Self Ownership

What does it really mean?
I grew up in a small sized society, completely patriarchal, (falsely) religious.
I grew up in a normal family, went to school and university, been a good friend, partner, daughter, employee. I did everything right. How come though, that I found myself turning 30 feeling miserable?
In my whole life I had the deep underlying belief that something was wrong with me; that somehow I did not fit in.
I didn’t seem to value what others valued in my culture. I was feeling unsatisfied in my intimate relationships, not close and bonded enough with the people around me I loved most and I was ANGRY.
I was making myself what others wanted me to be in order to receive their love and acceptance. Still, I did not seem to succeed. And I did not seem to be able to lie enough to myself about it.

I got mental health problems. No matter what I did to help myself it only ever seemed like painkillers and not a real breakthrough.

So, here I am. In Berlin. First lost and desperate. Scared. With a low self esteem and willingness to go really far in order to make solid connections.
Berlin broke me up in pieces and I am now in the process of getting reshaped. Transformed actually.

So, what was really missing?

There is one main factor connected with all kinds of my issues.

Self worth.
Self assertiveness.
Self ownership.
If I would make an effort to describe what it means all that for me, I would say that it is the courage to allow myself to reveal exactly what is, to unfold step by step, to observe my patterns and tendencies, to make peace with the aspects of me that seem dysfunctional, to accept that no matter how much I try some of them will never change.
Acknowledging my dark side terrifies me. My hidden desires. My rage.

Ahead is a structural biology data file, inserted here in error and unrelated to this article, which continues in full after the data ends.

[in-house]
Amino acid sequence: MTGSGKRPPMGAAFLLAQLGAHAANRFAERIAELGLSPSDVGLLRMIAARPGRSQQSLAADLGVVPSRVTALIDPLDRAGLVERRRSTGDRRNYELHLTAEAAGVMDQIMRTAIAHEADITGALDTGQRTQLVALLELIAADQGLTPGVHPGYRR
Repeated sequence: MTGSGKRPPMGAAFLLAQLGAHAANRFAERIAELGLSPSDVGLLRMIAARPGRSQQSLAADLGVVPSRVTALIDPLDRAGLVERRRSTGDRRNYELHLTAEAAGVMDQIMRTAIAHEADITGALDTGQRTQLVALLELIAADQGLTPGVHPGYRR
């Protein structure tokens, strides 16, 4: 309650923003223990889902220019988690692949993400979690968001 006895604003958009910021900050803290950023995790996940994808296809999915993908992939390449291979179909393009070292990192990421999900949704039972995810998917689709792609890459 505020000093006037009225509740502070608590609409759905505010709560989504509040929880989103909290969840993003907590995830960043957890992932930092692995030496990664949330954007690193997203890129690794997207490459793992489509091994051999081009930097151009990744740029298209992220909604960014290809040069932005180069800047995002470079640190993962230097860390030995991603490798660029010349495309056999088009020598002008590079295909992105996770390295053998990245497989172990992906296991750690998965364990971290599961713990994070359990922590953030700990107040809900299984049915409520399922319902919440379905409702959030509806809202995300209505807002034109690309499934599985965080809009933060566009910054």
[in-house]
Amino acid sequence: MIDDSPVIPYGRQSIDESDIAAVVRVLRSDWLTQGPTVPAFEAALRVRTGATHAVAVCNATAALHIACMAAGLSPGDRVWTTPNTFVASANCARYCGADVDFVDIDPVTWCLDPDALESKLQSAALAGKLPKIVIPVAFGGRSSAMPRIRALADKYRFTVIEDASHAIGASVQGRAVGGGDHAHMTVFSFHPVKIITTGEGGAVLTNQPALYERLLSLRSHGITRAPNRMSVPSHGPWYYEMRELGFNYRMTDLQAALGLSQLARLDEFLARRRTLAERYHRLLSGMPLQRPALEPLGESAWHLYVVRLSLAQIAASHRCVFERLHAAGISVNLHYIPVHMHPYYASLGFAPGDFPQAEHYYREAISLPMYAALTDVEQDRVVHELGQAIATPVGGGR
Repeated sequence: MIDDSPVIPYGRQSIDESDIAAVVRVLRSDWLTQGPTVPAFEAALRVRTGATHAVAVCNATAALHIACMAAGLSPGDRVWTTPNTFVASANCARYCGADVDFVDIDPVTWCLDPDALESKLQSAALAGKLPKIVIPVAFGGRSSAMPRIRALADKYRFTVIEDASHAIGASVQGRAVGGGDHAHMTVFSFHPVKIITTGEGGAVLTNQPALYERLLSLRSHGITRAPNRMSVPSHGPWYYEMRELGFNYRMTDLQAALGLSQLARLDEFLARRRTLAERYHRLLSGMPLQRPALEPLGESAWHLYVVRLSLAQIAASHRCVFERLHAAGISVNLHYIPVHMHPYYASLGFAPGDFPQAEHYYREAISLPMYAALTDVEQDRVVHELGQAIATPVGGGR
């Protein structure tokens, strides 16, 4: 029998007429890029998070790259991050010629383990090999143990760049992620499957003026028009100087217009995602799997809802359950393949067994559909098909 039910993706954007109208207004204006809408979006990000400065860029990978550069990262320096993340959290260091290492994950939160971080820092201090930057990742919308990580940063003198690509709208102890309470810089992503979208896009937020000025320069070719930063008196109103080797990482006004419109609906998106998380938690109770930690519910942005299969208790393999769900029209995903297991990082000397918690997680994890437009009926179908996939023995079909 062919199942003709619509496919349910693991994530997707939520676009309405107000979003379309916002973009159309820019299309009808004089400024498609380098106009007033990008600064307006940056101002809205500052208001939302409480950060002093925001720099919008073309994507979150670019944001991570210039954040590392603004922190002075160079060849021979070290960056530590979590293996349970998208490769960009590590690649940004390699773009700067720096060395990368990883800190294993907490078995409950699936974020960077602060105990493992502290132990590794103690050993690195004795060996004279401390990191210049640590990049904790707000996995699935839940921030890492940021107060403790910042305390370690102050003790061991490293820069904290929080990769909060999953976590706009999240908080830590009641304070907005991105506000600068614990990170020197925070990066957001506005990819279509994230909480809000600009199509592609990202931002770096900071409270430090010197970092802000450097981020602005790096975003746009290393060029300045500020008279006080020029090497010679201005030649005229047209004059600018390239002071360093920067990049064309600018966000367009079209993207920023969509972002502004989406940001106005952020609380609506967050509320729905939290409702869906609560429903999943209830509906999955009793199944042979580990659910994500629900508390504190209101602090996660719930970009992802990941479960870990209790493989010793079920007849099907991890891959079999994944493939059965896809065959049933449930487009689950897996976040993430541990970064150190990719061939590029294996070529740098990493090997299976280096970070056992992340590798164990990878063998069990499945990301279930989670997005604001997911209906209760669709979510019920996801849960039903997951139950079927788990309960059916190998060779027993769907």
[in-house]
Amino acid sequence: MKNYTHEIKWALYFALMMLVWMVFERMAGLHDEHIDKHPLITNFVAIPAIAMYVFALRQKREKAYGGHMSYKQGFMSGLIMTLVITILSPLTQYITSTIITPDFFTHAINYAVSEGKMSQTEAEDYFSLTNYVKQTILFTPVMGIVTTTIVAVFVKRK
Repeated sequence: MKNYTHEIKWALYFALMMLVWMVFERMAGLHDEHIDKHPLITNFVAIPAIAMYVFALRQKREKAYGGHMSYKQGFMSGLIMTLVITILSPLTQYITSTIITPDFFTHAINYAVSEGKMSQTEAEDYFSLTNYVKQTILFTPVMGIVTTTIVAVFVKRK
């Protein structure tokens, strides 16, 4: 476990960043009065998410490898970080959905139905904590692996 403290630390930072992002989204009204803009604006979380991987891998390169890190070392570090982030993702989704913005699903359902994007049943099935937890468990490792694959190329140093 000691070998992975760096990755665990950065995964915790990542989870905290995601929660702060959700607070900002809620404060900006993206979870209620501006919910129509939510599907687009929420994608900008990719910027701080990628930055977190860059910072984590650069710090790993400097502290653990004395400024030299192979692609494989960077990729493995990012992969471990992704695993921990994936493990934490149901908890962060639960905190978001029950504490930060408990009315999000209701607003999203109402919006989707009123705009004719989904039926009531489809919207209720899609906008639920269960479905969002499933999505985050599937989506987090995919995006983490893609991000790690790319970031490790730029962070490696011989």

What scares me the most is the thought that when people really see those aspects of me, they will leave. I will be alone.
So in reality, it is not the fear of who I am, but, what I am, will not get loved.It takes unbelievable courage to stand up for oneself when there is no one by our side to empower us or support us.
Being vulnerable enough though, to acknowledge all that we hide in our shadow self, all we suppress and deny, is ultimately rewarding and adds the highest value in our life quality.

Slowly, I start to experience that the more I set myself free from expectations of how “I should be”, and also the less symptoms of anxiety and depression I experience. The more I show what I am afraid of, the more I find people who are loving and accepting.

This allows me to connect with others in a deeper, more authentic level, as we do not need our masks anymore.

And this is genuine power. Owning myself allows more and more peace with all the parts of myself that were neglected. I start enjoying life, because I do not carry the burden of having to be someone. Anyone.
Interesting, successful, strong or whatever. Life flows, and when it does, I do not crawl to get out of bed in the morning.
I can say loudly NO, and ever so loudly Yes to what I really want.

I do not want to only survive anymore. I want to live.
I have desires and they are mine. I have dreams and it is my duty to go after them.
The perfect timing might never arrive.

Our dreams, our needs, our sexuality, our creativity belongs to us.
Self ownership means responsibility.
Responsibility means the ability to respond.

Respond to our soul’s needs, to our passions.
Our hearts speak to us all the time, we can decide how then, to respond.

– Garifallia Mioteri

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